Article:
> on gzip because it was the sweet spot at that time, or so we thought
> the customers began to rally for a binary.
> >To address your cases:
> >1. Real time 3D: Do you really consider this a loosely-coupled
> >It depends. If you can live with network latencies etc, it may well
> Network latencies are only a big problem for updates in shared worlds.
> Even for monoworlds, the size of the VRML/X3D file is mostly the
> and these have
> to be cached in local libraries (eg, Universal Media) or downloaded.
> For that reason, X3D and others have a "Start when loaded" feature.
> XML isn't the problem as you note, nor is it much advantage. It adds
> size but since the infoset abstraction isn't part of the X3D
> not much else. Even editor support is dicey because graphics editors
> rely on hand to eye identification and recognition. It is a touch
> and feel art similar to layout in a page renderer, but much more
> >However, in that case, the XML on the wire is a small
> >part of the cost. If you want to repurpose VRML for other uses than
> >time 3D, you should be happy about the use of XML and see it as a
> Can and do. Repurposing is dodgy though when a format includes
> behaviors. Thus the MID. Thus XAML. VRML/X3D mixes behaviors
> into the client language and for real time, that is essential.
> I think if anyone starts attempting to make libraries of repurposable
> XAML, they'll encounter similar issues.
> >Also without knowing what they consider the speed bottleneck
> >and the general scenarios beyond VRML, it may be that a binary format
> >just doing real time 3D may be better than XML. But I have a feeling
> >that the real perf issue is not the parsing of the XML, but the
> >transport latency...
> It isn't the parsing typically. The problems of real time 3D are
> in synchronization in a multi-player model of operation, and keeping
> rendering rates around 15fps in the low range, and at least 30 at
> the sweet spot. Consider that real time 3D simulation has to
> preserve the 'reality paradigm' in games, so loading bits into
> and out of the scene without breaking the action to resync all
> of the clients is a bear. Think of the scenes in the Matrix
> where they freeze the action so the machine can catch up to
> the human's unpredictable actions. So one gets speed wherever
> one can find it and the parsing is not offlimits, but is as
> you say, a tradeoff.
> >2. No. XAML is using the XML representation to be interoperable and
> >usable in a loosely-coupled scenario. The application that compiles
> >into a UI is only one application. You could potentially use the XAML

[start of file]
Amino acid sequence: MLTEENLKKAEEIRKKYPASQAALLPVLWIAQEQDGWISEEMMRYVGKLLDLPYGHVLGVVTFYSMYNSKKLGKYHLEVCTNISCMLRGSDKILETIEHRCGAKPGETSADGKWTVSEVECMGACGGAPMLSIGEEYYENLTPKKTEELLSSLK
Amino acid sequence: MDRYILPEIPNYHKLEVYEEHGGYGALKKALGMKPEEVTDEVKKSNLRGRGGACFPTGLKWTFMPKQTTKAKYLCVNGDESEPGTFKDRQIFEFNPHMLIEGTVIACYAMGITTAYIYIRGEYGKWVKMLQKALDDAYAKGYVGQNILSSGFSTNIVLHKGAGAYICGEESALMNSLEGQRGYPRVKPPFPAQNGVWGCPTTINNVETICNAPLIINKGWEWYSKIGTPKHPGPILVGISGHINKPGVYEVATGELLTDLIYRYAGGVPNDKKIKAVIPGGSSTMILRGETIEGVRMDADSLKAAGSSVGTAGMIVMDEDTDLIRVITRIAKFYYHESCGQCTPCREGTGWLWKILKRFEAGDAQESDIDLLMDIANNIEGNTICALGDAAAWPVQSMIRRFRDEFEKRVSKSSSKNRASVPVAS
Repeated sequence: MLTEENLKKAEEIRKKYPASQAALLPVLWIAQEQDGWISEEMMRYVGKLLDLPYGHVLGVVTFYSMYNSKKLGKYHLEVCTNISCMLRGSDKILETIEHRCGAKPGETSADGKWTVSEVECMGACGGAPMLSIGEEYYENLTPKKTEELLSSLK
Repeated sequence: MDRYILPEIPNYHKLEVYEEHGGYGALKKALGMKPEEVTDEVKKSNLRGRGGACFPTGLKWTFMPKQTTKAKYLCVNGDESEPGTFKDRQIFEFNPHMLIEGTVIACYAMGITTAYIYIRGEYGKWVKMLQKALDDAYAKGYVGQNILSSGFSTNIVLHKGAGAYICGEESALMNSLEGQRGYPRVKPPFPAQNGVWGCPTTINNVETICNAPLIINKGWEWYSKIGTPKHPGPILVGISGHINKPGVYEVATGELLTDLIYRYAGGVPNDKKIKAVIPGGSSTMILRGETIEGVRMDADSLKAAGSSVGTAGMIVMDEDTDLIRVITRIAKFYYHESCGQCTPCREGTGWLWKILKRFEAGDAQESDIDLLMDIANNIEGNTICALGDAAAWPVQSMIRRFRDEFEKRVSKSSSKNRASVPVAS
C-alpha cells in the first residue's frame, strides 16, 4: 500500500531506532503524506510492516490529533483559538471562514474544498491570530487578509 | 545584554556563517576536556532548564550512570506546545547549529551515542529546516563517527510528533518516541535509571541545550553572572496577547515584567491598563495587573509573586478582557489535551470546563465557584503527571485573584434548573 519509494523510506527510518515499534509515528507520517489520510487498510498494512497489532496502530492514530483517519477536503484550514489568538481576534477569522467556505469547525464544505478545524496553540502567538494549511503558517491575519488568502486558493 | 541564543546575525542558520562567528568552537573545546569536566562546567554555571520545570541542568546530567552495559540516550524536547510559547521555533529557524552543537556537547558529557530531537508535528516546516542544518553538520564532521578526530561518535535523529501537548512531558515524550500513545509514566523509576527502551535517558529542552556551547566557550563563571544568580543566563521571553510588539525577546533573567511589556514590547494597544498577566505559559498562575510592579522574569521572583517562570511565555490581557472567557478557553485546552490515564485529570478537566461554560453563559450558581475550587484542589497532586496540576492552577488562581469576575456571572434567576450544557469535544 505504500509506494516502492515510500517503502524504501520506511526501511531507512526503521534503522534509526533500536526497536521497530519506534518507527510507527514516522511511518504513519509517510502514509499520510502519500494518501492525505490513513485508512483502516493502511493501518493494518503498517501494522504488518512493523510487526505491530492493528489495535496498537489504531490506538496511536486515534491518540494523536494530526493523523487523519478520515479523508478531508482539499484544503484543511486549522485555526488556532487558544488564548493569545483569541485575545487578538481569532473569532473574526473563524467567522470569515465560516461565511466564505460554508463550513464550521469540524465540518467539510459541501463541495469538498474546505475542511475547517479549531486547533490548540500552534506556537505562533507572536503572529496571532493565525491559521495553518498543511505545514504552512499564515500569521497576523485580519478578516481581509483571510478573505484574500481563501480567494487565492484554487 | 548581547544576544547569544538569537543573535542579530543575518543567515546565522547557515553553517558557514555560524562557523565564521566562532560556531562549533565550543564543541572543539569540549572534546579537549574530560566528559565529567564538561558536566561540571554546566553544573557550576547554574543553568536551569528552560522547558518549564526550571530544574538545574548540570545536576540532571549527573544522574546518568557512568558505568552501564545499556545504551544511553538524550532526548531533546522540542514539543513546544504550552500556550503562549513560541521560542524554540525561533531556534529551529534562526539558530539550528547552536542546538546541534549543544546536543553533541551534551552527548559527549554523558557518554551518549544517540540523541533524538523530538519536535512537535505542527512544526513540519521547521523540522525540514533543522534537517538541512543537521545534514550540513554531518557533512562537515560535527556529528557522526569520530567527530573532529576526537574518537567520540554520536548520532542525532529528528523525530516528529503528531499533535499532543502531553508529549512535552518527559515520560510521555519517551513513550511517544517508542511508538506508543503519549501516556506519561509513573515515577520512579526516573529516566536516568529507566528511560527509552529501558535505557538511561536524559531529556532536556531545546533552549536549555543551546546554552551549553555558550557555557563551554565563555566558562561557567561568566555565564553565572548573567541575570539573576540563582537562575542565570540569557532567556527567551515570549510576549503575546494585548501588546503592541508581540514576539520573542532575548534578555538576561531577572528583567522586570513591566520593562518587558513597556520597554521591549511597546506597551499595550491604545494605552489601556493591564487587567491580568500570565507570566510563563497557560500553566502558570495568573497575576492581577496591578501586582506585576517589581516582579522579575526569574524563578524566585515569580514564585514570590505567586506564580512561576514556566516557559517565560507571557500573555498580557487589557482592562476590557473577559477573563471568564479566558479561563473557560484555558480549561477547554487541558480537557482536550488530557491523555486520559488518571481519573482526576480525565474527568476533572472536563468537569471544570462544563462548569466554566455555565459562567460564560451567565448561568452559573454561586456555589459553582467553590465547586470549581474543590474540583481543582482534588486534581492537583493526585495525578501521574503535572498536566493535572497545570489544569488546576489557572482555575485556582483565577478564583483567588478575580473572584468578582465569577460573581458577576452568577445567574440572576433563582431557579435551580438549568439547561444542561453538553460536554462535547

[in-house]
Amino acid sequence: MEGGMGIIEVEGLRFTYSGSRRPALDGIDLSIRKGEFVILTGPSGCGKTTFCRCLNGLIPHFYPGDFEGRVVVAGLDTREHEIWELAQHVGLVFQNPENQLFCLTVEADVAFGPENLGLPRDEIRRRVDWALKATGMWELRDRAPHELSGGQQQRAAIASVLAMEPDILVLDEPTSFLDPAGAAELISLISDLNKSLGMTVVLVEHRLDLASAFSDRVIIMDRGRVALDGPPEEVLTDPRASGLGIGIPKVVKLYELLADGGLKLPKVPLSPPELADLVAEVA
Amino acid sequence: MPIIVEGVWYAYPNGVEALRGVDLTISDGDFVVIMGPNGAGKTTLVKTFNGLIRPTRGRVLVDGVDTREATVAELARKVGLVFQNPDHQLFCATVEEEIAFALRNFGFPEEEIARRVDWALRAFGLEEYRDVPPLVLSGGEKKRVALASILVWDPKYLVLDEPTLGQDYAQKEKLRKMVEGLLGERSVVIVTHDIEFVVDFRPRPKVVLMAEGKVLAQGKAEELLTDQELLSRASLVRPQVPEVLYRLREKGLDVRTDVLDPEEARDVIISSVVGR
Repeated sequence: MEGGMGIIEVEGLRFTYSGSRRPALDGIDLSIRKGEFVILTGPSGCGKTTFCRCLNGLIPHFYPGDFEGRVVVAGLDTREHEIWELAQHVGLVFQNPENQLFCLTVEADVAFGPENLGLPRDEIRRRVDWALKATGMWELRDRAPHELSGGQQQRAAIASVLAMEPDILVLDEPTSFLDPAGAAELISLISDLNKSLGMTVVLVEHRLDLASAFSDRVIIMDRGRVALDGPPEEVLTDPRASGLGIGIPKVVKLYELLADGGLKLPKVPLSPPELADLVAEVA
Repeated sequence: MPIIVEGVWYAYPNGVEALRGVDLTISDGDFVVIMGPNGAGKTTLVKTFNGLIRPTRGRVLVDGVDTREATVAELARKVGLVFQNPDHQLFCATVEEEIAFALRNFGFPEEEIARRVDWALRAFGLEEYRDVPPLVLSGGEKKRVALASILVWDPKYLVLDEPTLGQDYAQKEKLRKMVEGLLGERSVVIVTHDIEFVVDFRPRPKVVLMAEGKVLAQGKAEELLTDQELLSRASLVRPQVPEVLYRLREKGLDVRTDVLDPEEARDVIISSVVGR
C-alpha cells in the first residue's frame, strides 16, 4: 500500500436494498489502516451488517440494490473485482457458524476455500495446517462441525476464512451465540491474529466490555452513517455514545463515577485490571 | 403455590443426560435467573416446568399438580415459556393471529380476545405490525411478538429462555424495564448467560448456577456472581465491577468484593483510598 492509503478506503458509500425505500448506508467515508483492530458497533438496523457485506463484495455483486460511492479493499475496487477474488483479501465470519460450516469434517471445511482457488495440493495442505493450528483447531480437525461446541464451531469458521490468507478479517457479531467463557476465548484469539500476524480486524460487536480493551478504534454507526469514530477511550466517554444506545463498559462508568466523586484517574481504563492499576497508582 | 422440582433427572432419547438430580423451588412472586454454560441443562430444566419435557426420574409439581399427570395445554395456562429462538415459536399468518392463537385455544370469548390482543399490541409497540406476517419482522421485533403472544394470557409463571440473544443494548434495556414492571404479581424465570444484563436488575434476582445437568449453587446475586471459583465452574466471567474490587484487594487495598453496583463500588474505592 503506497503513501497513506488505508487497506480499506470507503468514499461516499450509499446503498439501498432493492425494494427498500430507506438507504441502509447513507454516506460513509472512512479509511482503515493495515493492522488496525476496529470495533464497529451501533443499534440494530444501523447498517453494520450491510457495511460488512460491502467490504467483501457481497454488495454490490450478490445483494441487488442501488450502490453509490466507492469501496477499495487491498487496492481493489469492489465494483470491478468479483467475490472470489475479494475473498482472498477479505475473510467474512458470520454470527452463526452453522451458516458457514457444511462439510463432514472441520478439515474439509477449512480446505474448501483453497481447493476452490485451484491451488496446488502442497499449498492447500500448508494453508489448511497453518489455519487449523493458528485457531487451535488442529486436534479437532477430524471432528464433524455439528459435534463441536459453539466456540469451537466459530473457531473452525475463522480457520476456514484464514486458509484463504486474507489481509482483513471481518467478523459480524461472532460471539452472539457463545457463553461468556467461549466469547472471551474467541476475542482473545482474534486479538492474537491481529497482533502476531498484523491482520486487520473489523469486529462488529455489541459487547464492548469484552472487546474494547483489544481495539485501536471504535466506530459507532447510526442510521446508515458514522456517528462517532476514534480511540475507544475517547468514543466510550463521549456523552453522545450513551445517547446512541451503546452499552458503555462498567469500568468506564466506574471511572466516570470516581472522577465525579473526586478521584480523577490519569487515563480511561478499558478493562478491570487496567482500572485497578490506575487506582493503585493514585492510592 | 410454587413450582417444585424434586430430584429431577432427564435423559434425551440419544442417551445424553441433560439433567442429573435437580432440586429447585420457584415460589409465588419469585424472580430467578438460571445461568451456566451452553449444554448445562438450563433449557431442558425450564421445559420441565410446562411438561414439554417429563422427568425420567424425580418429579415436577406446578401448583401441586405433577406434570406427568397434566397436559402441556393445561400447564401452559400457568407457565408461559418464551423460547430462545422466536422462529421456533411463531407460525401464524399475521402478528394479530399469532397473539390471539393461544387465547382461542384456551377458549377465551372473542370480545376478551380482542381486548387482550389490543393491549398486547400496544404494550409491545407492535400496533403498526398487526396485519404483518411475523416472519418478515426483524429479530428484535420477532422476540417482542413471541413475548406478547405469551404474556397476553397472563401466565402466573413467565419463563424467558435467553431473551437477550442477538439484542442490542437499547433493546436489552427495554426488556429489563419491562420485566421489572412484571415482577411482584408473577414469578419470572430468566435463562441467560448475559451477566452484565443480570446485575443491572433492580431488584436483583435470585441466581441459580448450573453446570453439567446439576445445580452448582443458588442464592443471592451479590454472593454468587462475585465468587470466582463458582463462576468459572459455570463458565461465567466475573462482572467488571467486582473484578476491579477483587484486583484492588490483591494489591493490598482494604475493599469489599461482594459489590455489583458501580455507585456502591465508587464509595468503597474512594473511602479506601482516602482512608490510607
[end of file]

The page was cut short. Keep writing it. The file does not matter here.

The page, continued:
> >format for totally different purposes (like transforming it into
> >XML markup that does the same or something different). The
> >aspect is not part of the discussion about using "binary XML" vs true
> Interesting and noted. That was the MID reasoning as well, but
> for performance was required. Interpreting MID and I assume XAML, is
> non-starter outside the editing suite.
> >3. See above. In addition, couplings that are more tight normally
> >to be based on a controlled environment where specific additional
> >protocols exist to exchange information. In those contexts, it may
> >sense to use some scenario specific binary encoding.
> See response above. I think you are being disingenuous. One can
> these considerations precisely because the controls have already
> in the forms of standards and specifications apriori. It is the
> use or reuse that your description applies to. XML is a hedge against
> >For example, a database server that serves XML through a variety of
> >APIs may decide that it off-loads some of the serialization of the
> >to the API layer (or even only expose a reader interface). In that
> >if the client communicates that it understands the binary format
> >provided by the server in some way or the server says, if you are API
> >I trust you to understand the binary format, then you use binary
> >but otherwise I give you the textual XML. However, this is a
> >tightly-coupled system since the server and clients know each other,
> >user of the API still sees only the XML and the binary format is
> >optimized for this scenario (which may not work in another scenario).
> Note that you are dropping down a scale dimension or two for your
> example. Client/server != web client/web service. I'm not sure
> the same is true above the scale of the local system. In fact,
> the more one is loosely coupled, I think the more one has to be
> negotiating. It is just the humans who are negotiating offline
> and the machine therefore, can blithely be unaware.
[Michael Rys] I dropped down since on that level, you are really not
loosely-coupled anymore. On the higher-level, you want to have
negotiation on the semantic level and share the syntax and not have
syntax negotiation as well.
> Thanks Michael!